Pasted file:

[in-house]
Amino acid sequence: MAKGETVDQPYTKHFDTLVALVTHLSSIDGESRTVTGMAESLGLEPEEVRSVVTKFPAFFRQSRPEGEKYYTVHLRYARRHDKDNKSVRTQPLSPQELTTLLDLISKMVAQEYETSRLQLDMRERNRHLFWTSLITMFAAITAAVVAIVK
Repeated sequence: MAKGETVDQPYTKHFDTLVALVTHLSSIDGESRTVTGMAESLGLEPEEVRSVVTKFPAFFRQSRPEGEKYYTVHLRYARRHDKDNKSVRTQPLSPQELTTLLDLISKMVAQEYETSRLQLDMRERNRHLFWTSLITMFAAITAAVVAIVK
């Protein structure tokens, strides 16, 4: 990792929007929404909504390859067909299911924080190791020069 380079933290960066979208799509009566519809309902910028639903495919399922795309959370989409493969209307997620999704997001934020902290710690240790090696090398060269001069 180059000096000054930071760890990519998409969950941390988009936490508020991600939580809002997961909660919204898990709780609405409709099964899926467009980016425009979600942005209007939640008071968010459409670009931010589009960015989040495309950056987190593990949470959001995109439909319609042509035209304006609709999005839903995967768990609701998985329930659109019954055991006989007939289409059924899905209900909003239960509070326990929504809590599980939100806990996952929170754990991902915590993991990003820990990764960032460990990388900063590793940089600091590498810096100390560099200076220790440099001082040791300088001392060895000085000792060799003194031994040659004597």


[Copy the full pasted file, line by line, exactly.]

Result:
[in-house]
Amino acid sequence: MAKGETVDQPYTKHFDTLVALVTHLSSIDGESRTVTGMAESLGLEPEEVRSVVTKFPAFFRQSRPEGEKYYTVHLRYARRHDKDNKSVRTQPLSPQELTTLLDLISKMVAQEYETSRLQLDMRERNRHLFWTSLITMFAAITAAVVAIVK
Repeated sequence: MAKGETVDQPYTKHFDTLVALVTHLSSIDGESRTVTGMAESLGLEPEEVRSVVTKFPAFFRQSRPEGEKYYTVHLRYARRHDKDNKSVRTQPLSPQELTTLLDLISKMVAQEYETSRLQLDMRERNRHLFWTSLITMFAAITAAVVAIVK
């Protein structure tokens, strides 16, 4: 990792929007929404909504390859067909299911924080190791020069 380079933290960066979208799509009566519809309902910028639903495919399922795309959370989409493969209307997620999704997001934020902290710690240790090696090398060269001069 180059000096000054930071760890990519998409969950941390988009936490508020991600939580809002997961909660919204898990709780609405409709099964899926467009980016425009979600942005209007939640008071968010459409670009931010589009960015989040495309950056987190593990949470959001995109439909319609042509035209304006609709999005839903995967768990609701998985329930659109019954055991006989007939289409059924899905209900909003239960509070326990929504809590599980939100806990996952929170754990991902915590993991990003820990990764960032460990990388900063590793940089600091590498810096100390560099200076220790440099001082040791300088001392060895000085000792060799003194031994040659004597």